Something told me I should not walk away.
He finished his story and dove into his dinner/dessert.
He continued to talk – with pea gratin in his mouth.
He told me he was married. I asked him why his wife had not joined him at the MoMa that Friday night. He said – you do some things together, and you do some things apart. That’s how you make it work. The MoMa was his thing. Not hers. Not theirs.
The MoMa was screening a film for free that Friday night. He asked me if I would join him for the show. I told him I was supposed to go dancing with some friends. He was disappointed but he understood – and did not want to interfere with my plans.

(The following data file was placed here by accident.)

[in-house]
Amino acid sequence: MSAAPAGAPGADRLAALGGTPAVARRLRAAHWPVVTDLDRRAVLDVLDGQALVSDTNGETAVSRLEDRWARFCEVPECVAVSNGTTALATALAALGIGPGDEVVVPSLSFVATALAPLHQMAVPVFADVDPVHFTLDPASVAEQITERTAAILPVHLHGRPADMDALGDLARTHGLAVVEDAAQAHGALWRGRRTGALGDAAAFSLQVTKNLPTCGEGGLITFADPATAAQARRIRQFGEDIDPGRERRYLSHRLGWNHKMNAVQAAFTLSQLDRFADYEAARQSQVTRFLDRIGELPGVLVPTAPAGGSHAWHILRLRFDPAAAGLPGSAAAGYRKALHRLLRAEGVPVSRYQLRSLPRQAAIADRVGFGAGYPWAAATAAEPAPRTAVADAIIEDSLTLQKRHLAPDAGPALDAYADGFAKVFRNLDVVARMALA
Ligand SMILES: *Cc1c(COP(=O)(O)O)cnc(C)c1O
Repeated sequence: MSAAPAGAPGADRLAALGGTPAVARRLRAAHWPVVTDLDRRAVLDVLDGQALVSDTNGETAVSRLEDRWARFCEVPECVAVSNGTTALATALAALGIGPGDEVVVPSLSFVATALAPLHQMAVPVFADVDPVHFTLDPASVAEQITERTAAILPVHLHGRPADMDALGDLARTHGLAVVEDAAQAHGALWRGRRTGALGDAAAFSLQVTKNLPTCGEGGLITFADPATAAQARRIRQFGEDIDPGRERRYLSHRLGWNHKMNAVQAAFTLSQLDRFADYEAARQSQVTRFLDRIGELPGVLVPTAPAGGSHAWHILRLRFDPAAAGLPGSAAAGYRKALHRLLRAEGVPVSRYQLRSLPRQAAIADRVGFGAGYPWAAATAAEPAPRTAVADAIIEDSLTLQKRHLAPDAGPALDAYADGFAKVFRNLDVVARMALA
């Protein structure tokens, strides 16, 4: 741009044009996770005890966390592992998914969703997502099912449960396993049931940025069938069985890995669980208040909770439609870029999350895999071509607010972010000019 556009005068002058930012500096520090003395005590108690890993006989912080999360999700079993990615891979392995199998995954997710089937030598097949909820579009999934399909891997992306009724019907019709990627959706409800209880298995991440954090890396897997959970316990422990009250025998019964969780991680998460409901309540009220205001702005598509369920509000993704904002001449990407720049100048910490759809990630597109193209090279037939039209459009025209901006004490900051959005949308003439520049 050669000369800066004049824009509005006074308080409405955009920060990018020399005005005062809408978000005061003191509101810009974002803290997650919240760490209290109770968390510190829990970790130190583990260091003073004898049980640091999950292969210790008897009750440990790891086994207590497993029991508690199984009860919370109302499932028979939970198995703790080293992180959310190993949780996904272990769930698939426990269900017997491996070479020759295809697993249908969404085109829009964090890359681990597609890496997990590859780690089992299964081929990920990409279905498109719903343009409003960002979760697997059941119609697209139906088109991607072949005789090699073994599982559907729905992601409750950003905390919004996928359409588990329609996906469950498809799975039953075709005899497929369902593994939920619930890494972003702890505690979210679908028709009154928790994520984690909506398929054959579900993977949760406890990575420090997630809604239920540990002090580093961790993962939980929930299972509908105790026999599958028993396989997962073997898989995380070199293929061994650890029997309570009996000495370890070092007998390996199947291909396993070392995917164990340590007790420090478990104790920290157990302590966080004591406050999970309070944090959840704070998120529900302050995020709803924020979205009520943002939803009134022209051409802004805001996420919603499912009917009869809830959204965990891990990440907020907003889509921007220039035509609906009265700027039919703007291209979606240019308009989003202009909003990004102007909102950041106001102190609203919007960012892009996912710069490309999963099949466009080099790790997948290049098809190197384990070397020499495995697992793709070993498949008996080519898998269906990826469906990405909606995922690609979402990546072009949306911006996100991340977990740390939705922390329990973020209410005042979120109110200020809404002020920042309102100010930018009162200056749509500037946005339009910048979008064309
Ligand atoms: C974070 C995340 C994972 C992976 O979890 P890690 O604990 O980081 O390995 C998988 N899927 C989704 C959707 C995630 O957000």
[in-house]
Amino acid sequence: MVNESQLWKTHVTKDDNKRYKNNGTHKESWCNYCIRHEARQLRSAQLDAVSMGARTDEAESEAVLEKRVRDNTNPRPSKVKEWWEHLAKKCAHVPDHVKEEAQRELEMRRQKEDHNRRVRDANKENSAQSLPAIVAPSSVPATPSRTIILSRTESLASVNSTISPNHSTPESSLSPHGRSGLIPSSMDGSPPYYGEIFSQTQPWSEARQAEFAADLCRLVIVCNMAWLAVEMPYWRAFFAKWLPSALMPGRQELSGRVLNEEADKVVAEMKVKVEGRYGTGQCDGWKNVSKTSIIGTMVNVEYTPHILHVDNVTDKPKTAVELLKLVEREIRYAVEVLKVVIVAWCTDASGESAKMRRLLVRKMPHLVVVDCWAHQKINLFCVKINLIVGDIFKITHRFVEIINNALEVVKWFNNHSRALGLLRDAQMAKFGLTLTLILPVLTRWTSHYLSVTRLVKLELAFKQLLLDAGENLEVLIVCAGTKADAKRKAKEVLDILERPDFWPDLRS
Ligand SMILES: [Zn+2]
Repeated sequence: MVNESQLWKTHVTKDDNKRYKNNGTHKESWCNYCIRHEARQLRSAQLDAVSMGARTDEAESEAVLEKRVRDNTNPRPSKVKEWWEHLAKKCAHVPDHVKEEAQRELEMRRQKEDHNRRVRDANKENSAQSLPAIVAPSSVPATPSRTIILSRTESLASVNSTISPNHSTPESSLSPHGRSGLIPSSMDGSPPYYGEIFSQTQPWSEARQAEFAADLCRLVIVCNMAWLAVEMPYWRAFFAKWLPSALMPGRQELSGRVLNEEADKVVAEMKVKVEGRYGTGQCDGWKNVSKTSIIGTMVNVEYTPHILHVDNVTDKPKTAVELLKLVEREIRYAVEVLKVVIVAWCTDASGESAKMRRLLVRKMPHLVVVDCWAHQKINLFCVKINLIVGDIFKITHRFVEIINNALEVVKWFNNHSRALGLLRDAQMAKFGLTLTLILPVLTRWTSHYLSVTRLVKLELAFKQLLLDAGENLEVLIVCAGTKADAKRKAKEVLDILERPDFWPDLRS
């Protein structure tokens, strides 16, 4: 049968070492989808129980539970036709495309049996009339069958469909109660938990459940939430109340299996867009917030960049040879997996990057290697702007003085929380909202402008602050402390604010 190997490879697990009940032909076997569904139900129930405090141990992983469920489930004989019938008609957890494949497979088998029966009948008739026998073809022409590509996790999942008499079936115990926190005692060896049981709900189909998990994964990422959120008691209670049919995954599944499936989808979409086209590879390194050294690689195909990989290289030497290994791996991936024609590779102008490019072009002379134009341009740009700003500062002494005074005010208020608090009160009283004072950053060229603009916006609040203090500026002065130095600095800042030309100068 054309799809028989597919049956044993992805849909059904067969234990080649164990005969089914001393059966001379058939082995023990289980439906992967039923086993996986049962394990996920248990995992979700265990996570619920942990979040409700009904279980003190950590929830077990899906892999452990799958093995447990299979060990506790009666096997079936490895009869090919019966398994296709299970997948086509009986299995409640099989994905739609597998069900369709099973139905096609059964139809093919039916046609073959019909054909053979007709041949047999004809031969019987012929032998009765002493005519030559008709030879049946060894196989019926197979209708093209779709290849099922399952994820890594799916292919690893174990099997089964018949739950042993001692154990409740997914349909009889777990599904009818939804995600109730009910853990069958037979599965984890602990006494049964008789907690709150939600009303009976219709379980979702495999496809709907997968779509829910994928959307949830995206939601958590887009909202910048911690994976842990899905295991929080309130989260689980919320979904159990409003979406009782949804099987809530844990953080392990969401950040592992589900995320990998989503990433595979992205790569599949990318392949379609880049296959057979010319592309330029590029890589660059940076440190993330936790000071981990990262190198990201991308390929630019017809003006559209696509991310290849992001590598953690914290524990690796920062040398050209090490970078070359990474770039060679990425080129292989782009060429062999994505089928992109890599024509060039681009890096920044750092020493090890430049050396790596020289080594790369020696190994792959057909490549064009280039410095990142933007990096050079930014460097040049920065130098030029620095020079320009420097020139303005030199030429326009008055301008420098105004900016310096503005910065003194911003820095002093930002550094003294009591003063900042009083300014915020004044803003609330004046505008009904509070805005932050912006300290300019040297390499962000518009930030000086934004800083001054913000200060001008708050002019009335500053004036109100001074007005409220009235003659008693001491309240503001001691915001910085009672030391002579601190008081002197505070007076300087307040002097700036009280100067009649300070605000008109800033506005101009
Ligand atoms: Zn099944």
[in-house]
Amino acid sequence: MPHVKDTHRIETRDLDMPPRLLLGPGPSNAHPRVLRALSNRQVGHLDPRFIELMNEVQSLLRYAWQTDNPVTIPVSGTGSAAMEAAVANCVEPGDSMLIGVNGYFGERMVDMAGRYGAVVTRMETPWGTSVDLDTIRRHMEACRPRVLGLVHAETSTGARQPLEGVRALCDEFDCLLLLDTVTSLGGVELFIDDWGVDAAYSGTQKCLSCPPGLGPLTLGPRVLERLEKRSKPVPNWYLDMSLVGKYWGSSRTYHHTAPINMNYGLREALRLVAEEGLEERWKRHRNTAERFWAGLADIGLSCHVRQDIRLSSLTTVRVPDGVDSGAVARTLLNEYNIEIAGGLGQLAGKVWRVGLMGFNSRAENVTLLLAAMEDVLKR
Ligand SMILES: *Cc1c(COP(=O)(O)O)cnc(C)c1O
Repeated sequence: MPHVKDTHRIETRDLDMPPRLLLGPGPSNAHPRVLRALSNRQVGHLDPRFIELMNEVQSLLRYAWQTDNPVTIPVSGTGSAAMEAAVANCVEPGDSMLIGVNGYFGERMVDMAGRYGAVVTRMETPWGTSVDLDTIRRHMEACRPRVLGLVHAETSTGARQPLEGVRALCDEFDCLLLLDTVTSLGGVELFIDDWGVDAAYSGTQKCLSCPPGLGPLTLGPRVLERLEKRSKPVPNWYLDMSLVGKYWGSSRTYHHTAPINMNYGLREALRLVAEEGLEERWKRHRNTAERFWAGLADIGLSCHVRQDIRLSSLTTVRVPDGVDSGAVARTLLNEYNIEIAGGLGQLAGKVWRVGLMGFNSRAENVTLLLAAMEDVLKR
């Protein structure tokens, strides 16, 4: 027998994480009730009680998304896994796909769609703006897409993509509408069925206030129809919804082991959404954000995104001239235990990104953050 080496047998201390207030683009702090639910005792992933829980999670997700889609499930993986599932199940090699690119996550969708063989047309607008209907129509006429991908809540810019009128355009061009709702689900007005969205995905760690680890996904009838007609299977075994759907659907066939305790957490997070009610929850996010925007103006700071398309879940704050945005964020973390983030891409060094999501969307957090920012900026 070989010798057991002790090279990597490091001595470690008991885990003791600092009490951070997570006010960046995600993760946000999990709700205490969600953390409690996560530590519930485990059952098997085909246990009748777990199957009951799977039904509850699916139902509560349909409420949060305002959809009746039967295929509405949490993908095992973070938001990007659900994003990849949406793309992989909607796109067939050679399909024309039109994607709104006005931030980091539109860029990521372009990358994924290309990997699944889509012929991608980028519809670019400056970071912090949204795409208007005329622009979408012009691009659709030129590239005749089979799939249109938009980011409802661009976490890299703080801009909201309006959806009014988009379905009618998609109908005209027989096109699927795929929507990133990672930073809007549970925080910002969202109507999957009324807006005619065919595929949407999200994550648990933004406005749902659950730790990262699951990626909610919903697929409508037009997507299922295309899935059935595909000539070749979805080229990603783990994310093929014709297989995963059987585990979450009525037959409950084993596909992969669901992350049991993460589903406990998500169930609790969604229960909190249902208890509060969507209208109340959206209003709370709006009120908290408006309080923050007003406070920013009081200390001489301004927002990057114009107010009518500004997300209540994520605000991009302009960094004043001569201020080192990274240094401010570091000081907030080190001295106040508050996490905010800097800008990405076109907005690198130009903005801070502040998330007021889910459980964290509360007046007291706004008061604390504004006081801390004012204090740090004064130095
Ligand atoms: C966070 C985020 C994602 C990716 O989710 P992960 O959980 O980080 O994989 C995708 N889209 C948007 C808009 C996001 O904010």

He asked me if I liked music. He LOVED music. He broke into song. He was hard of hearing…so he spoke…and sang…loudly. Her serenaded everyone around us. He/we didn’t care.
He asked me if I would go swing dancing with him the next time I was in New York. He was a member of the Swing Dancing Society. He had been alive for more than eight decades, but STILL loved to dance. His wife could not dance with him anymore, but he knew I could. I promised him, one day, we would dance.
He wanted to know what I did for a living. I told him I planned parties, but I mostly loved to write. He said I brought joy to people’s lives (that’s debatable). Then he asked me if I’d write him a letter. He said he did not email. But he loved to write letters. He sang me another song. Love Letters I think.
He wrote his name and address on his receipt, and he gave it to me. I promised I would write.
His name was Robert Thomason.
Even his handwriting was irresistible.